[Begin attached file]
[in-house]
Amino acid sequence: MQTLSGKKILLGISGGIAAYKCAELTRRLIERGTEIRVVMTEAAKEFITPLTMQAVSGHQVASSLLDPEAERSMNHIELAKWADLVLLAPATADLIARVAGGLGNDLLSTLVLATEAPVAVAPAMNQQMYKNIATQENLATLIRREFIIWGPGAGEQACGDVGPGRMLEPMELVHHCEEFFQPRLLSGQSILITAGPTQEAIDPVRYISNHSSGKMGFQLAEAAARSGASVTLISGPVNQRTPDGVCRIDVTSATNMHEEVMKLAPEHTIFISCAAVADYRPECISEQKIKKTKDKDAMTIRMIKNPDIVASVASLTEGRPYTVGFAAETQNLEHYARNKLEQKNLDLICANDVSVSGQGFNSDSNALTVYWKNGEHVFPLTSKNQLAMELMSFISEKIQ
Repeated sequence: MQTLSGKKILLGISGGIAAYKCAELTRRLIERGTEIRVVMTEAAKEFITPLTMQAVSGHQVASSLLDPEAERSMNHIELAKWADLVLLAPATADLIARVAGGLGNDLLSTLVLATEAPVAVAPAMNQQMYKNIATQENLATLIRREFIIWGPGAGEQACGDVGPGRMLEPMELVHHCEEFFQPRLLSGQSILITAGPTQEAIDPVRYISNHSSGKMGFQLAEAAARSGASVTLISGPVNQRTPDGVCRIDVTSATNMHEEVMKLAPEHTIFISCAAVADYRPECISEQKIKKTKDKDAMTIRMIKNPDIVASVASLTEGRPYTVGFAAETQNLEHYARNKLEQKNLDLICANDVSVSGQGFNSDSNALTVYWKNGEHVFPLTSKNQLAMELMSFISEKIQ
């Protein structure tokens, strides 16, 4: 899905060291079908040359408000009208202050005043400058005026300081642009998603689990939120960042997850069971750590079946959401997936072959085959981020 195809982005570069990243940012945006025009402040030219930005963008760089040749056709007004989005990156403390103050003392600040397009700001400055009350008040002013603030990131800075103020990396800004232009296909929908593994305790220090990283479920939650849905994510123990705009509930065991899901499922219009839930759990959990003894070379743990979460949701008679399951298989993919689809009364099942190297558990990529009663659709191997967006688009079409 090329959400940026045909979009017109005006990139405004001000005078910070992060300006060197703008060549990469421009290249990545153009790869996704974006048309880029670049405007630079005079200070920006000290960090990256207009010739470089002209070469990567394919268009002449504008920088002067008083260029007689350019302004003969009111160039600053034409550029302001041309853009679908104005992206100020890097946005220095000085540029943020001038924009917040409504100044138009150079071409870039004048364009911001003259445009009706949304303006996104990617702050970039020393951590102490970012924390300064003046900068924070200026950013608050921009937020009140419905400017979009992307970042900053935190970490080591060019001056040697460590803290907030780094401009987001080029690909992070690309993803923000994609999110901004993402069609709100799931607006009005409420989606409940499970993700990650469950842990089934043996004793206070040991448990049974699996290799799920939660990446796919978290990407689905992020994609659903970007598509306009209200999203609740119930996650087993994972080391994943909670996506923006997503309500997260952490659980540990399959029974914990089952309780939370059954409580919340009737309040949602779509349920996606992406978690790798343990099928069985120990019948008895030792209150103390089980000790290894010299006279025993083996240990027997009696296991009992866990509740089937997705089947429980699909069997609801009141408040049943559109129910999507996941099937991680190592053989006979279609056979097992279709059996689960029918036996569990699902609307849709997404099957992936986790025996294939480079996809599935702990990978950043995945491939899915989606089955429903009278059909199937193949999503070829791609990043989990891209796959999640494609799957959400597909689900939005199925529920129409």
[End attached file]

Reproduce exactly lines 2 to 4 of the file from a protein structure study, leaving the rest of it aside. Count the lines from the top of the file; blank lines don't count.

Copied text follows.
Amino acid sequence: MQTLSGKKILLGISGGIAAYKCAELTRRLIERGTEIRVVMTEAAKEFITPLTMQAVSGHQVASSLLDPEAERSMNHIELAKWADLVLLAPATADLIARVAGGLGNDLLSTLVLATEAPVAVAPAMNQQMYKNIATQENLATLIRREFIIWGPGAGEQACGDVGPGRMLEPMELVHHCEEFFQPRLLSGQSILITAGPTQEAIDPVRYISNHSSGKMGFQLAEAAARSGASVTLISGPVNQRTPDGVCRIDVTSATNMHEEVMKLAPEHTIFISCAAVADYRPECISEQKIKKTKDKDAMTIRMIKNPDIVASVASLTEGRPYTVGFAAETQNLEHYARNKLEQKNLDLICANDVSVSGQGFNSDSNALTVYWKNGEHVFPLTSKNQLAMELMSFISEKIQ
Repeated sequence: MQTLSGKKILLGISGGIAAYKCAELTRRLIERGTEIRVVMTEAAKEFITPLTMQAVSGHQVASSLLDPEAERSMNHIELAKWADLVLLAPATADLIARVAGGLGNDLLSTLVLATEAPVAVAPAMNQQMYKNIATQENLATLIRREFIIWGPGAGEQACGDVGPGRMLEPMELVHHCEEFFQPRLLSGQSILITAGPTQEAIDPVRYISNHSSGKMGFQLAEAAARSGASVTLISGPVNQRTPDGVCRIDVTSATNMHEEVMKLAPEHTIFISCAAVADYRPECISEQKIKKTKDKDAMTIRMIKNPDIVASVASLTEGRPYTVGFAAETQNLEHYARNKLEQKNLDLICANDVSVSGQGFNSDSNALTVYWKNGEHVFPLTSKNQLAMELMSFISEKIQ
């Protein structure tokens, strides 16, 4: 899905060291079908040359408000009208202050005043400058005026300081642009998603689990939120960042997850069971750590079946959401997936072959085959981020 195809982005570069990243940012945006025009402040030219930005963008760089040749056709007004989005990156403390103050003392600040397009700001400055009350008040002013603030990131800075103020990396800004232009296909929908593994305790220090990283479920939650849905994510123990705009509930065991899901499922219009839930759990959990003894070379743990979460949701008679399951298989993919689809009364099942190297558990990529009663659709191997967006688009079409 090329959400940026045909979009017109005006990139405004001000005078910070992060300006060197703008060549990469421009290249990545153009790869996704974006048309880029670049405007630079005079200070920006000290960090990256207009010739470089002209070469990567394919268009002449504008920088002067008083260029007689350019302004003969009111160039600053034409550029302001041309853009679908104005992206100020890097946005220095000085540029943020001038924009917040409504100044138009150079071409870039004048364009911001003259445009009706949304303006996104990617702050970039020393951590102490970012924390300064003046900068924070200026950013608050921009937020009140419905400017979009992307970042900053935190970490080591060019001056040697460590803290907030780094401009987001080029690909992070690309993803923000994609999110901004993402069609709100799931607006009005409420989606409940499970993700990650469950842990089934043996004793206070040991448990049974699996290799799920939660990446796919978290990407689905992020994609659903970007598509306009209200999203609740119930996650087993994972080391994943909670996506923006997503309500997260952490659980540990399959029974914990089952309780939370059954409580919340009737309040949602779509349920996606992406978690790798343990099928069985120990019948008895030792209150103390089980000790290894010299006279025993083996240990027997009696296991009992866990509740089937997705089947429980699909069997609801009141408040049943559109129910999507996941099937991680190592053989006979279609056979097992279709059996689960029918036996569990699902609307849709997404099957992936986790025996294939480079996809599935702990990978950043995945491939899915989606089955429903009278059909199937193949999503070829791609990043989990891209796959999640494609799957959400597909689900939005199925529920129409």